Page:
Wilde and Brown trade razor-thin leads on Friday
When the first votes were counted on Tuesday, Logan Wilde, in his first campaign for a state office, had a surprising 30 percentage point lead over longtime incumbent Mel Brown in the Republican primary election in District 53 of the Utah House of Representatives.
But by 10 p.m., thanks in large part to the primary-day ballots from Summit County, that margin had shrunk to just 64 votes, and Wilde, a member of the Morgan County Commission, was careful not to declare a victory.
“There may be a few ballots left out there,” he said.
That was wise because when the county clerks offices around the district (which includes portions of Duchesne, Rich, Morgan, Daggett counties and eastern Summit County) began tallying up a batch of mail-in ballots on Friday, Brown pulled ahead – briefly.
The Summit County Clerk’s Office counted 305 ballots on Friday. Of those 188 were for Brown and 117 were for Wilde. That turned the tide in Brown’s favor by a razor-thin margin, just seven votes, leaving the door open for Wilde to call for a recount.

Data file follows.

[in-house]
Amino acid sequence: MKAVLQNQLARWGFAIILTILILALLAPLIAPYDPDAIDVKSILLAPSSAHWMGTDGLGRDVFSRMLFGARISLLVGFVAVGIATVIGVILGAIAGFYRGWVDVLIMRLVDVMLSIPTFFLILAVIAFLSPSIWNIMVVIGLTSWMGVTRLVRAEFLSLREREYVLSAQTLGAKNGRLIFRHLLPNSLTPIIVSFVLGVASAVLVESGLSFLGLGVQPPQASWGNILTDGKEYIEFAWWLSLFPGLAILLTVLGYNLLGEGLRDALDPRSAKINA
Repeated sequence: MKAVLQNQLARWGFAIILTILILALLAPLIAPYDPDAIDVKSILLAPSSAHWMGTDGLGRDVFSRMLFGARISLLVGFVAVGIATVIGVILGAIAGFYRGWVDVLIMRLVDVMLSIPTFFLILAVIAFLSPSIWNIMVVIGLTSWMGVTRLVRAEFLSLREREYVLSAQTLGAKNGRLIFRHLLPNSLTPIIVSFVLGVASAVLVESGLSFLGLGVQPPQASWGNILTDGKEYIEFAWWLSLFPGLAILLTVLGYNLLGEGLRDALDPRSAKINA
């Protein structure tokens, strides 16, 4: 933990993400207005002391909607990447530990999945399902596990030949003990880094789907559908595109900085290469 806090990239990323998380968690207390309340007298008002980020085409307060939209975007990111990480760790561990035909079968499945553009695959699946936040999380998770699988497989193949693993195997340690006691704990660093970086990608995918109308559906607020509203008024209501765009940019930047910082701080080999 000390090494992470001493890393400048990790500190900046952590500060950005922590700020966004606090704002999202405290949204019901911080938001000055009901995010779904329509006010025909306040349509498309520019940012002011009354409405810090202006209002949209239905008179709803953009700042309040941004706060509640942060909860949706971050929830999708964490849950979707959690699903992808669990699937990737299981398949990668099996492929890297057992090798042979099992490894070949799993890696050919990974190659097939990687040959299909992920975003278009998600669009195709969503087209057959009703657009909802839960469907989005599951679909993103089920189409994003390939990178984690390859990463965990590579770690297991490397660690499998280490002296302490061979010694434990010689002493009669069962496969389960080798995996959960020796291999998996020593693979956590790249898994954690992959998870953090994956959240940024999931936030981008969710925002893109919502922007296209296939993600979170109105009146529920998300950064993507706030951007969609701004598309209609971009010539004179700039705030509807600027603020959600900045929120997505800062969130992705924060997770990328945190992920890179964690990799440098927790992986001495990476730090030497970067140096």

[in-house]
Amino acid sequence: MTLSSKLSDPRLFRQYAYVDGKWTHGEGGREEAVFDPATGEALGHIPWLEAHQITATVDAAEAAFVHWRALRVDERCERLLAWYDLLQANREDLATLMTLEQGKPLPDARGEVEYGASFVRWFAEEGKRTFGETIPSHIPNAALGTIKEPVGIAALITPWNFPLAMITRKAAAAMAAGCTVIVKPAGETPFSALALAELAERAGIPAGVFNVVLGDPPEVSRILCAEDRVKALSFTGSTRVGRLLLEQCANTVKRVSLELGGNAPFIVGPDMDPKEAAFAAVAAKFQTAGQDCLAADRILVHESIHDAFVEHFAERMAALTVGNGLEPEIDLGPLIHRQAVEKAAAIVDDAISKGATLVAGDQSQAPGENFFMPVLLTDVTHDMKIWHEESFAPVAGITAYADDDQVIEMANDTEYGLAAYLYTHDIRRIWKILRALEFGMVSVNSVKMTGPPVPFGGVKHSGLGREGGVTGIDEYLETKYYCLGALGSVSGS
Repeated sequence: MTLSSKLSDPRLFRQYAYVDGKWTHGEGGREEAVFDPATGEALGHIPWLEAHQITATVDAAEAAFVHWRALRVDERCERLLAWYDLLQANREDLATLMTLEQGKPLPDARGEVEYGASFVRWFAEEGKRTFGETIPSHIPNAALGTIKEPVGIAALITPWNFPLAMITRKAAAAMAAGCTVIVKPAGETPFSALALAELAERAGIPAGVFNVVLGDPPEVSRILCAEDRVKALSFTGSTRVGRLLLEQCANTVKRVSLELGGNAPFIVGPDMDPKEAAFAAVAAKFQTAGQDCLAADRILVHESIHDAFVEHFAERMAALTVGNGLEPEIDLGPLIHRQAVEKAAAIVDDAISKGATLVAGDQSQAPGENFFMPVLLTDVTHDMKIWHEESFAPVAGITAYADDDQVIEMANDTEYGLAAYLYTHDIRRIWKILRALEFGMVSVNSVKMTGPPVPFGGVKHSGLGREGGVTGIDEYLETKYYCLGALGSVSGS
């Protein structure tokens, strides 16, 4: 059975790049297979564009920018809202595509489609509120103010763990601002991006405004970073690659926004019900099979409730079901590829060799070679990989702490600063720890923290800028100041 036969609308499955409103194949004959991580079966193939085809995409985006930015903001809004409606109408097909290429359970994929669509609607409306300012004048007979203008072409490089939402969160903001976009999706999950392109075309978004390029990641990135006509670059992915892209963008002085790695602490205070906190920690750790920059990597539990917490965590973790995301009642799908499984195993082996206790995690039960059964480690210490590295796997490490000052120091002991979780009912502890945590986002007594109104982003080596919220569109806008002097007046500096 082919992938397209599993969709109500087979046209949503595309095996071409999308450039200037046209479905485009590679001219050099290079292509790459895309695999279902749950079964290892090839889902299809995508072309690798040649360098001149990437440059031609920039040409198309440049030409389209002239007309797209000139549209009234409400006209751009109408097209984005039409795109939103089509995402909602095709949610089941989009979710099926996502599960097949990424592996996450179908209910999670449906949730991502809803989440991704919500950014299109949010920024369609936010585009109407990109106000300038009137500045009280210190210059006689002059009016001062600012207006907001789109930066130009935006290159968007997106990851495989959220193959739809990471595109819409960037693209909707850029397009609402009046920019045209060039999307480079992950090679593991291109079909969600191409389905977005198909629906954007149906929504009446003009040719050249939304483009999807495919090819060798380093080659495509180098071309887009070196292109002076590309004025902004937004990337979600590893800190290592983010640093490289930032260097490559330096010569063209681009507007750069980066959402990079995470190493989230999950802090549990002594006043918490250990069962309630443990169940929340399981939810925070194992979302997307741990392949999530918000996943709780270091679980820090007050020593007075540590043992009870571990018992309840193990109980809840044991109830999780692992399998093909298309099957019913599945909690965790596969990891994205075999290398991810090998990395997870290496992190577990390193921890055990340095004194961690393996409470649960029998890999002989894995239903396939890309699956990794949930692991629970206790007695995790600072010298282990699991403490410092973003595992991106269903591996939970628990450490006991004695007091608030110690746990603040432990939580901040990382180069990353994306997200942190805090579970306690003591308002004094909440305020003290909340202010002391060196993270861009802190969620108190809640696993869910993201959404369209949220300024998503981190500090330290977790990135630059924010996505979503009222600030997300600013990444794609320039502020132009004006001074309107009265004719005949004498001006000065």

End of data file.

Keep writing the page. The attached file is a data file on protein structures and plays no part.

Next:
Reached by telephone at midday on Friday, Wilde said he was nervous but not ready to demand a recount.
Brown, who lives in Hoytsville, attributed the narrow margin between himself and Wilde to low voter turnout in Summit County that, he said, accounts for 45 percent of the registered voters in the district.
Brown, was also careful not to count his winnings. “I feel it’s probably not over yet. I won’t react until I find out for sure,” he said
The veteran politician’s caution was justified. By Friday afternoon the two had traded leads again. When the Utah Lieutenant Governor’s office finished adding in the clerks’ reports. Wilde had regained the lead. Still, the margin was miniscule for a multicounty race.
As of Friday, the race for the Republican nomination for House District 53 stood at 2,463 votes for Wilde and 2,456 votes for Brown.
The Lt. Governor’s office will run reports again on Tuesday, July 5 and Friday, July 8. But the count will not be finalized until the official canvass on July 12 at which point, if the margin is fewer than 12 votes, either candidate may still request a recount.
The winner of the Republican pnomination will face Democrat Cole Capener in the November General Election.
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